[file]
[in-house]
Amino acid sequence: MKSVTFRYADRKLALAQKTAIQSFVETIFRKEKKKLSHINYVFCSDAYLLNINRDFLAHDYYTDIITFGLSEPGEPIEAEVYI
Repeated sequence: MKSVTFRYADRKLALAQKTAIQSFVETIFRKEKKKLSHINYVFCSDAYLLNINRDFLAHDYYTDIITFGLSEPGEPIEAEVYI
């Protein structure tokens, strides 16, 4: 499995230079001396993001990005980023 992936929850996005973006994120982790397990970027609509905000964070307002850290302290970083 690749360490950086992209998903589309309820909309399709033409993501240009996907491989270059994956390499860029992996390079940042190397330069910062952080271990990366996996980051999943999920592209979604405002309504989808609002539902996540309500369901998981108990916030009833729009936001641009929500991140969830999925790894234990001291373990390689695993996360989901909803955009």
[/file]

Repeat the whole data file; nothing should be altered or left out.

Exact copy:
[in-house]
Amino acid sequence: MKSVTFRYADRKLALAQKTAIQSFVETIFRKEKKKLSHINYVFCSDAYLLNINRDFLAHDYYTDIITFGLSEPGEPIEAEVYI
Repeated sequence: MKSVTFRYADRKLALAQKTAIQSFVETIFRKEKKKLSHINYVFCSDAYLLNINRDFLAHDYYTDIITFGLSEPGEPIEAEVYI
């Protein structure tokens, strides 16, 4: 499995230079001396993001990005980023 992936929850996005973006994120982790397990970027609509905000964070307002850290302290970083 690749360490950086992209998903589309309820909309399709033409993501240009996907491989270059994956390499860029992996390079940042190397330069910062952080271990990366996996980051999943999920592209979604405002309504989808609002539902996540309500369901998981108990916030009833729009936001641009929500991140969830999925790894234990001291373990390689695993996360989901909803955009």